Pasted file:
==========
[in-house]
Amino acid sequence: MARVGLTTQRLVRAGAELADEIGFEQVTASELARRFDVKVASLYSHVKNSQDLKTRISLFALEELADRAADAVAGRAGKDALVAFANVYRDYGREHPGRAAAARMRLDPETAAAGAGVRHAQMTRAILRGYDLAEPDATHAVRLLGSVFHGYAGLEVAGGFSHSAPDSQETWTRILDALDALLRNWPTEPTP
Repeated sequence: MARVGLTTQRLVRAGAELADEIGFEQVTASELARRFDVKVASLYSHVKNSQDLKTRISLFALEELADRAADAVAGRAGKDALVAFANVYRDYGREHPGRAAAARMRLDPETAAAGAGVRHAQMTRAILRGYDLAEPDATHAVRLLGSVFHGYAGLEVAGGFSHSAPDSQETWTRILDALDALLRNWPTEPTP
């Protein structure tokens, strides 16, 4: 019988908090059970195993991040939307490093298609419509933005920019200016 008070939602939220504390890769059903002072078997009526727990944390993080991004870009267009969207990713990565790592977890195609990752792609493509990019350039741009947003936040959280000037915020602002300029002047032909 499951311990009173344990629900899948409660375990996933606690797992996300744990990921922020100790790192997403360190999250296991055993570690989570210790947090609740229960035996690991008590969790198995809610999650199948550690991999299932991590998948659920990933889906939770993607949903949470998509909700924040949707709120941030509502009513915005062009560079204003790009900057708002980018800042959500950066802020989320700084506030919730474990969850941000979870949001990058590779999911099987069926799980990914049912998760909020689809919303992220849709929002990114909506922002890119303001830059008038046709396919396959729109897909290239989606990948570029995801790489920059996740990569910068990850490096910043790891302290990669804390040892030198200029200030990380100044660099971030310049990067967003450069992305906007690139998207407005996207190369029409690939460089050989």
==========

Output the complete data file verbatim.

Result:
[in-house]
Amino acid sequence: MARVGLTTQRLVRAGAELADEIGFEQVTASELARRFDVKVASLYSHVKNSQDLKTRISLFALEELADRAADAVAGRAGKDALVAFANVYRDYGREHPGRAAAARMRLDPETAAAGAGVRHAQMTRAILRGYDLAEPDATHAVRLLGSVFHGYAGLEVAGGFSHSAPDSQETWTRILDALDALLRNWPTEPTP
Repeated sequence: MARVGLTTQRLVRAGAELADEIGFEQVTASELARRFDVKVASLYSHVKNSQDLKTRISLFALEELADRAADAVAGRAGKDALVAFANVYRDYGREHPGRAAAARMRLDPETAAAGAGVRHAQMTRAILRGYDLAEPDATHAVRLLGSVFHGYAGLEVAGGFSHSAPDSQETWTRILDALDALLRNWPTEPTP
């Protein structure tokens, strides 16, 4: 019988908090059970195993991040939307490093298609419509933005920019200016 008070939602939220504390890769059903002072078997009526727990944390993080991004870009267009969207990713990565790592977890195609990752792609493509990019350039741009947003936040959280000037915020602002300029002047032909 499951311990009173344990629900899948409660375990996933606690797992996300744990990921922020100790790192997403360190999250296991055993570690989570210790947090609740229960035996690991008590969790198995809610999650199948550690991999299932991590998948659920990933889906939770993607949903949470998509909700924040949707709120941030509502009513915005062009560079204003790009900057708002980018800042959500950066802020989320700084506030919730474990969850941000979870949001990058590779999911099987069926799980990914049912998760909020689809919303992220849709929002990114909506922002890119303001830059008038046709396919396959729109897909290239989606990948570029995801790489920059996740990569910068990850490096910043790891302290990669804390040892030198200029200030990380100044660099971030310049990067967003450069992305906007690139998207407005996207190369029409690939460089050989």